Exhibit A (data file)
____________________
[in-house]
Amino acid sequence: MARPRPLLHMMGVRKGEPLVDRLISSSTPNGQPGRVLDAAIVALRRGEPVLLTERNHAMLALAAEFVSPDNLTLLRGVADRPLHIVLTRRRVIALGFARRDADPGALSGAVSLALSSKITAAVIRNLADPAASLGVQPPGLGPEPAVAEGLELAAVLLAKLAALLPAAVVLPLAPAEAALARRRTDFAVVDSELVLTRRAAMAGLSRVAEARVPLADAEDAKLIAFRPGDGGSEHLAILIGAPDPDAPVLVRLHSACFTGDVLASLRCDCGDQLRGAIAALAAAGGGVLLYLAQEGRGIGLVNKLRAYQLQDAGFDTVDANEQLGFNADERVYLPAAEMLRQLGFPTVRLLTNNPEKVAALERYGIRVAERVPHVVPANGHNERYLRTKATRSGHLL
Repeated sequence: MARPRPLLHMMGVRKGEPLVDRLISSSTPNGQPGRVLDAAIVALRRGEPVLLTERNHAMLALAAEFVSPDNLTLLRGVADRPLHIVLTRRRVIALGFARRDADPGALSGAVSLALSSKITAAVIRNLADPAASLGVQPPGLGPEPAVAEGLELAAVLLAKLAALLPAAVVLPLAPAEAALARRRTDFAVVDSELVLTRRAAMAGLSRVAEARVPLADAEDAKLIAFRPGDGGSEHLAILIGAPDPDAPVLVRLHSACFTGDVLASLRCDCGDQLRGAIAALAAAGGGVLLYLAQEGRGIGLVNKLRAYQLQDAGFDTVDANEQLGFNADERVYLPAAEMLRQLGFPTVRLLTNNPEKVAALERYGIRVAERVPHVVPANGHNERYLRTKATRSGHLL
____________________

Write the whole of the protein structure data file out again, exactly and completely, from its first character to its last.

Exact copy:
[in-house]
Amino acid sequence: MARPRPLLHMMGVRKGEPLVDRLISSSTPNGQPGRVLDAAIVALRRGEPVLLTERNHAMLALAAEFVSPDNLTLLRGVADRPLHIVLTRRRVIALGFARRDADPGALSGAVSLALSSKITAAVIRNLADPAASLGVQPPGLGPEPAVAEGLELAAVLLAKLAALLPAAVVLPLAPAEAALARRRTDFAVVDSELVLTRRAAMAGLSRVAEARVPLADAEDAKLIAFRPGDGGSEHLAILIGAPDPDAPVLVRLHSACFTGDVLASLRCDCGDQLRGAIAALAAAGGGVLLYLAQEGRGIGLVNKLRAYQLQDAGFDTVDANEQLGFNADERVYLPAAEMLRQLGFPTVRLLTNNPEKVAALERYGIRVAERVPHVVPANGHNERYLRTKATRSGHLL
Repeated sequence: MARPRPLLHMMGVRKGEPLVDRLISSSTPNGQPGRVLDAAIVALRRGEPVLLTERNHAMLALAAEFVSPDNLTLLRGVADRPLHIVLTRRRVIALGFARRDADPGALSGAVSLALSSKITAAVIRNLADPAASLGVQPPGLGPEPAVAEGLELAAVLLAKLAALLPAAVVLPLAPAEAALARRRTDFAVVDSELVLTRRAAMAGLSRVAEARVPLADAEDAKLIAFRPGDGGSEHLAILIGAPDPDAPVLVRLHSACFTGDVLASLRCDCGDQLRGAIAALAAAGGGVLLYLAQEGRGIGLVNKLRAYQLQDAGFDTVDANEQLGFNADERVYLPAAEMLRQLGFPTVRLLTNNPEKVAALERYGIRVAERVPHVVPANGHNERYLRTKATRSGHLL